Agreeing with the past research (Delery 1998; Baird and Meshoulam , 1988; Liao, 2005; Huang 2001; Ghebregiorgis, and Karsten, 2007), the Busi- ness strategy of SAIL is found strongly related to SHRM practices (.581). Results of regression analysis (Table 3.a.) shows that the R square value is 0.334 and F=105.984(p=0.000). This reveals that 33% of total variance in SHRM is explained by TPM activities. Further, significance of individual regression coeffi- cients was examined to identify whether TPM is sig- nificantly related to the dependent variable (SHRM). As shown in the section labeled “coefficients,” sig- nificant levels for coefficients of SHRM was found to be 0.000. It is concluded that Business strategy had positive and significant effects on SHRM.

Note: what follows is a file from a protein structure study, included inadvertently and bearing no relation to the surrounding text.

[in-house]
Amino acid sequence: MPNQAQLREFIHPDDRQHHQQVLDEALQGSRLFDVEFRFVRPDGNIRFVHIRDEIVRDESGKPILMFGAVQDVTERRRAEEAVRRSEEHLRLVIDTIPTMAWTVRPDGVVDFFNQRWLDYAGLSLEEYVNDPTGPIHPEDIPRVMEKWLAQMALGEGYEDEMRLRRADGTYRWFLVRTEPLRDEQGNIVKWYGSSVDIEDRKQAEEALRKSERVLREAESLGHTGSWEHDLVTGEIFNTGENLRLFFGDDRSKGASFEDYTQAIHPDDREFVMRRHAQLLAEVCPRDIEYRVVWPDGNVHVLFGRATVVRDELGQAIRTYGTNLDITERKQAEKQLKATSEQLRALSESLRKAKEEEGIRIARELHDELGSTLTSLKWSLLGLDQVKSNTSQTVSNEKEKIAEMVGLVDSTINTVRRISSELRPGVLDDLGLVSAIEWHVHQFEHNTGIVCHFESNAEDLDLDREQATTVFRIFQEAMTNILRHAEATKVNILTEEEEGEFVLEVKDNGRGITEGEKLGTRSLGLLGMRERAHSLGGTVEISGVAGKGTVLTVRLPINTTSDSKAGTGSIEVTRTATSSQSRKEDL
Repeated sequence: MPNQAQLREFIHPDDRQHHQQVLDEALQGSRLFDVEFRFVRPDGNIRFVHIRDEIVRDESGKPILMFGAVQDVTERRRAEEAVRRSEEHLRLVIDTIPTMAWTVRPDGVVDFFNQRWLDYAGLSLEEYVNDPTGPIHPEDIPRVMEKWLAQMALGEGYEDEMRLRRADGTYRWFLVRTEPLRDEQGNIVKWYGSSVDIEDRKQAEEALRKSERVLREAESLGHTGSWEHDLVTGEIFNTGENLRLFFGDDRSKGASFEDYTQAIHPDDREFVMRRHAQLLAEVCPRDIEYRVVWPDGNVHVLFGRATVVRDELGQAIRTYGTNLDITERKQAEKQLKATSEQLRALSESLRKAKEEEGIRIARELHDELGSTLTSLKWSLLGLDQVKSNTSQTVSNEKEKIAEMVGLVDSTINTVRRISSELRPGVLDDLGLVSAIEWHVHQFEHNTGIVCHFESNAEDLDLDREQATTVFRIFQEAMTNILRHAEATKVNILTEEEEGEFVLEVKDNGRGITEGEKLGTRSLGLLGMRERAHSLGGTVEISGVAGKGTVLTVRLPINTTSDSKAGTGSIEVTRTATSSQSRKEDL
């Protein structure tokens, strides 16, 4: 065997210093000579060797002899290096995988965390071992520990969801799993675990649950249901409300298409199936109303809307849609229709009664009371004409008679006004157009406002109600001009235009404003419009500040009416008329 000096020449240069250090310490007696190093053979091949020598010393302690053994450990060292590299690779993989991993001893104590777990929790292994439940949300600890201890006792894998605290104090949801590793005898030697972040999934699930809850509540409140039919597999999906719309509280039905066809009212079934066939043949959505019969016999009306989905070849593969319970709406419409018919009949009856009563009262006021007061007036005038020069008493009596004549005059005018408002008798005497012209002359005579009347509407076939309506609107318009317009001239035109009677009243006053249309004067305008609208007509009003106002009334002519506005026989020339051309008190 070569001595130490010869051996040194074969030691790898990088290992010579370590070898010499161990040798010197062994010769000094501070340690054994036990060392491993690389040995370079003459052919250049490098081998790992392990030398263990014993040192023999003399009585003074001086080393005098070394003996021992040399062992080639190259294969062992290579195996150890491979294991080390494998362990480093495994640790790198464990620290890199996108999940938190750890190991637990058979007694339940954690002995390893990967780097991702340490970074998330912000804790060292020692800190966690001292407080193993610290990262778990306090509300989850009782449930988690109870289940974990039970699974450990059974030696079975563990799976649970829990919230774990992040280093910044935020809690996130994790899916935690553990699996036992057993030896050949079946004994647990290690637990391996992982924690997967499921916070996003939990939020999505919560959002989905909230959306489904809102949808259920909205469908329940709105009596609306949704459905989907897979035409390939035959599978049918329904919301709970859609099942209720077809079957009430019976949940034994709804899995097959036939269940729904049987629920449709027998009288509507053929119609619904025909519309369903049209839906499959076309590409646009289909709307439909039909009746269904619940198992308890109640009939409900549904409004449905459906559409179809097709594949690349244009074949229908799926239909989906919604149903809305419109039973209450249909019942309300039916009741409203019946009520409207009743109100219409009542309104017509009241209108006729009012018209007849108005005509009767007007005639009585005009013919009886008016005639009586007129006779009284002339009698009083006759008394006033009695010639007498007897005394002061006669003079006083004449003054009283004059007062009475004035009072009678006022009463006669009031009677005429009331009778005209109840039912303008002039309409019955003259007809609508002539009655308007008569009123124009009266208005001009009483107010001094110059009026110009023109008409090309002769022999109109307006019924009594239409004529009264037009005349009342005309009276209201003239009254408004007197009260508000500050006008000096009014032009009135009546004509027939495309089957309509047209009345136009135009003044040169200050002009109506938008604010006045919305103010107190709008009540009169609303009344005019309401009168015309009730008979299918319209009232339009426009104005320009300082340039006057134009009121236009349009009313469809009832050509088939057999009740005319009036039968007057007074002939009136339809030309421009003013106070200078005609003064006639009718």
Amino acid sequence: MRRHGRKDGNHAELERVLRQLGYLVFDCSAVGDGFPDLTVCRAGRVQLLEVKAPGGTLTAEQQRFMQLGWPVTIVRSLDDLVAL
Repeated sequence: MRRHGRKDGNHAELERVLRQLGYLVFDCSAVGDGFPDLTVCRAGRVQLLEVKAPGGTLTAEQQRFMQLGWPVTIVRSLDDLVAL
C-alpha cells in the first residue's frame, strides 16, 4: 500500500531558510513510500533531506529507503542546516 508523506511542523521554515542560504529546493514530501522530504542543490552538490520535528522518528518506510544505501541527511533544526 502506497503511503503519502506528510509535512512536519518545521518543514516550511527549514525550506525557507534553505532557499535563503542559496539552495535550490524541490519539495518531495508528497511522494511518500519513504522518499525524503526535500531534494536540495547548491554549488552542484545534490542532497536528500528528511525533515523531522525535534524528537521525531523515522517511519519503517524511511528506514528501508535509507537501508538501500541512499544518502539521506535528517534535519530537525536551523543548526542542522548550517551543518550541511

This means that Business strategy adopted by SAIL is strongly related with SHRM practices adopted by the company. In other word, the drive for cost leader- ship, innovation, and quality enhancement as Business strategy has played an important role in planning and implementing delayering, rationalization, human resource development, empowerment, and commu- nication as important SHRM areas through which the company leverage in the new era of competition. Supporting this findings, Muduli (2002) wrote “in the context of the new external environment, SAIL has considered HRM Strategy as an integral part of Corporate strategy to achieve the goal of the organiza- tion” . The restructuring package , as approved by the government of India on Februrary 15, 2000 identified HR as an important factor of business restructuring. Over the years, there has been an unwavering focus on the development and management of HR of SAIL, with emphasis on creating a committed workforce (SAIL News, 2002). ‘With the decision to restructure, the fo- cus was on trimming the fat simultaneously increasing efficiencies at all levels. The plant firmly believed that only the collective involvement of the people in this programme can really help the company to turnaround’ (Muduli, 2002). For example, the business strategy of SAIL was supported by the Delayering practices adopted by the company. As part of Delayering, SAIL was able to reduce the existing levels in to 4 clusters. This has helped the organization in speedier disposal of work, greater empowerment for the employees and rationalized work flow. It has further strengthened the inter personal relationships, increased confidence and enhanced Productivity.